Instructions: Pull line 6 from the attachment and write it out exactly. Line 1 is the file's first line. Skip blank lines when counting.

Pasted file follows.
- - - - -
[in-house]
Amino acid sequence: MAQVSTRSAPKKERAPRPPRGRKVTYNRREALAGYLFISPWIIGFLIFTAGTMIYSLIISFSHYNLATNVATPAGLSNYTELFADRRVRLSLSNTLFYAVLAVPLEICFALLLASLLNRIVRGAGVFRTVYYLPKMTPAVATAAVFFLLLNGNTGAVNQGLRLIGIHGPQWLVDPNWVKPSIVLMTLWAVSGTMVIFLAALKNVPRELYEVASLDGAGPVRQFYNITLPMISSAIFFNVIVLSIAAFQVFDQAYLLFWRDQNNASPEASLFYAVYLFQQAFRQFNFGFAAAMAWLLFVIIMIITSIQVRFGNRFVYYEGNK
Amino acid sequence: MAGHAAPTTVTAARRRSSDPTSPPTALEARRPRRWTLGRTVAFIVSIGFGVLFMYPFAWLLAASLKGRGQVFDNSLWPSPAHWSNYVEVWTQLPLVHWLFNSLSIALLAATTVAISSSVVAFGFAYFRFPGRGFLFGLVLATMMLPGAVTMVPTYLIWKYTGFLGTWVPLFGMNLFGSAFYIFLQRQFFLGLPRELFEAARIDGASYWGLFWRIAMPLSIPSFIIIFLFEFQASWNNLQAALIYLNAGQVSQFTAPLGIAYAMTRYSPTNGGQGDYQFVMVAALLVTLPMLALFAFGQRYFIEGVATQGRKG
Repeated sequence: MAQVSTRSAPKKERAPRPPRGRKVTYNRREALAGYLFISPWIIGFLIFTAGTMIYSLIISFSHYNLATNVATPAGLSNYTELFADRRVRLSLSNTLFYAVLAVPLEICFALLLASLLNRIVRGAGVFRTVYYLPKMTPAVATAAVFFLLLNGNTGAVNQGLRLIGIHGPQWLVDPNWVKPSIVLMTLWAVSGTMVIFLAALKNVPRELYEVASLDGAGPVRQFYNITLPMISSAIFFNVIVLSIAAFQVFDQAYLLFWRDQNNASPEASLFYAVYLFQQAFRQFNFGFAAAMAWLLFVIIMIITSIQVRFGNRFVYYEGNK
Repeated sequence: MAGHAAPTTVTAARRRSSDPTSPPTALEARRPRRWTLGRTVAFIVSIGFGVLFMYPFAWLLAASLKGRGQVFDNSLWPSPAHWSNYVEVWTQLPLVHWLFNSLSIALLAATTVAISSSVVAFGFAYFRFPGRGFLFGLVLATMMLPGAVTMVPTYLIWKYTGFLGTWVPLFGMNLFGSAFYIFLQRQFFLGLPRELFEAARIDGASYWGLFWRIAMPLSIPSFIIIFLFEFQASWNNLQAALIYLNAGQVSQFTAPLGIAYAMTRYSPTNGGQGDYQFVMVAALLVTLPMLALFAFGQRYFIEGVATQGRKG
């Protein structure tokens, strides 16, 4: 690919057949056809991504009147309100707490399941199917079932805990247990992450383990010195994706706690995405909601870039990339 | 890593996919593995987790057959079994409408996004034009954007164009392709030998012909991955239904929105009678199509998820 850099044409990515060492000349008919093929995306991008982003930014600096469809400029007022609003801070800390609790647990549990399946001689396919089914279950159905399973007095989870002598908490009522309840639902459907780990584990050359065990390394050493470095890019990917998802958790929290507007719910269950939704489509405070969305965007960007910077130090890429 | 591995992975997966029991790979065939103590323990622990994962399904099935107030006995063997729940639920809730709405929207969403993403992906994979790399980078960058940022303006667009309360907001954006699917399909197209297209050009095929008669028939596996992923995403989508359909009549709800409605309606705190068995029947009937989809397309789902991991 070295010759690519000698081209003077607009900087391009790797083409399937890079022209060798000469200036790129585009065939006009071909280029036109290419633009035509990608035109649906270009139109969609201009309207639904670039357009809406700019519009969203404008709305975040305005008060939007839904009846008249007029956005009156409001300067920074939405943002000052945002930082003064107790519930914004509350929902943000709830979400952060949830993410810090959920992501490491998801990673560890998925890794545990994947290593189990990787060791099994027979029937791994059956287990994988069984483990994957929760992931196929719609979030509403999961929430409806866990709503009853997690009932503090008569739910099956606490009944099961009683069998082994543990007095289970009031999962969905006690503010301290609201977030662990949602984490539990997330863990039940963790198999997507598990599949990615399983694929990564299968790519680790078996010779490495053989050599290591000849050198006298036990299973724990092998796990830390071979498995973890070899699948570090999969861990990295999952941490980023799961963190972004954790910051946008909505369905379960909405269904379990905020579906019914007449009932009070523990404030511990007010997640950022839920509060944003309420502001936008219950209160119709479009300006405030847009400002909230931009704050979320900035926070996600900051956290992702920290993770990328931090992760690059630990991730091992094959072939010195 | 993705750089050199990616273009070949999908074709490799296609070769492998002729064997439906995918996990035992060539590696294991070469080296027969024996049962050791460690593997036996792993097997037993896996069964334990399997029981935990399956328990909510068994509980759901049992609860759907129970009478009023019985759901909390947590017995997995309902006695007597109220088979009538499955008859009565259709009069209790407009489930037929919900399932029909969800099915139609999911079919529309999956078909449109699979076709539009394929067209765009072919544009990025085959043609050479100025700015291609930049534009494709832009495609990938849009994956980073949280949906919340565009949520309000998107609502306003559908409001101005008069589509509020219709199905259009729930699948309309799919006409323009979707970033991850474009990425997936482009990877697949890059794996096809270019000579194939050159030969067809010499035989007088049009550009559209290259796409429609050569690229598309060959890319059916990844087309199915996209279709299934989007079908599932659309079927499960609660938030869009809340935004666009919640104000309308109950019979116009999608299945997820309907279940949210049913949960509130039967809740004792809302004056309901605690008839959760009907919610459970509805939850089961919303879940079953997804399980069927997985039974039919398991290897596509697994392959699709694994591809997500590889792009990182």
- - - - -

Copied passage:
């Protein structure tokens, strides 16, 4: 690919057949056809991504009147309100707490399941199917079932805990247990992450383990010195994706706690995405909601870039990339 | 890593996919593995987790057959079994409408996004034009954007164009392709030998012909991955239904929105009678199509998820 850099044409990515060492000349008919093929995306991008982003930014600096469809400029007022609003801070800390609790647990549990399946001689396919089914279950159905399973007095989870002598908490009522309840639902459907780990584990050359065990390394050493470095890019990917998802958790929290507007719910269950939704489509405070969305965007960007910077130090890429 | 591995992975997966029991790979065939103590323990622990994962399904099935107030006995063997729940639920809730709405929207969403993403992906994979790399980078960058940022303006667009309360907001954006699917399909197209297209050009095929008669028939596996992923995403989508359909009549709800409605309606705190068995029947009937989809397309789902991991 070295010759690519000698081209003077607009900087391009790797083409399937890079022209060798000469200036790129585009065939006009071909280029036109290419633009035509990608035109649906270009139109969609201009309207639904670039357009809406700019519009969203404008709305975040305005008060939007839904009846008249007029956005009156409001300067920074939405943002000052945002930082003064107790519930914004509350929902943000709830979400952060949830993410810090959920992501490491998801990673560890998925890794545990994947290593189990990787060791099994027979029937791994059956287990994988069984483990994957929760992931196929719609979030509403999961929430409806866990709503009853997690009932503090008569739910099956606490009944099961009683069998082994543990007095289970009031999962969905006690503010301290609201977030662990949602984490539990997330863990039940963790198999997507598990599949990615399983694929990564299968790519680790078996010779490495053989050599290591000849050198006298036990299973724990092998796990830390071979498995973890070899699948570090999969861990990295999952941490980023799961963190972004954790910051946008909505369905379960909405269904379990905020579906019914007449009932009070523990404030511990007010997640950022839920509060944003309420502001936008219950209160119709479009300006405030847009400002909230931009704050979320900035926070996600900051956290992702920290993770990328931090992760690059630990991730091992094959072939010195 | 993705750089050199990616273009070949999908074709490799296609070769492998002729064997439906995918996990035992060539590696294991070469080296027969024996049962050791460690593997036996792993097997037993896996069964334990399997029981935990399956328990909510068994509980759901049992609860759907129970009478009023019985759901909390947590017995997995309902006695007597109220088979009538499955008859009565259709009069209790407009489930037929919900399932029909969800099915139609999911079919529309999956078909449109699979076709539009394929067209765009072919544009990025085959043609050479100025700015291609930049534009494709832009495609990938849009994956980073949280949906919340565009949520309000998107609502306003559908409001101005008069589509509020219709199905259009729930699948309309799919006409323009979707970033991850474009990425997936482009990877697949890059794996096809270019000579194939050159030969067809010499035989007088049009550009559209290259796409429609050569690229598309060959890319059916990844087309199915996209279709299934989007079908599932659309079927499960609660938030869009809340935004666009919640104000309308109950019979116009999608299945997820309907279940949210049913949960509130039967809740004792809302004056309901605690008839959760009907919610459970509805939850089961919303879940079953997804399980069927997985039974039919398991290897596509697994392959699709694994591809997500590889792009990182």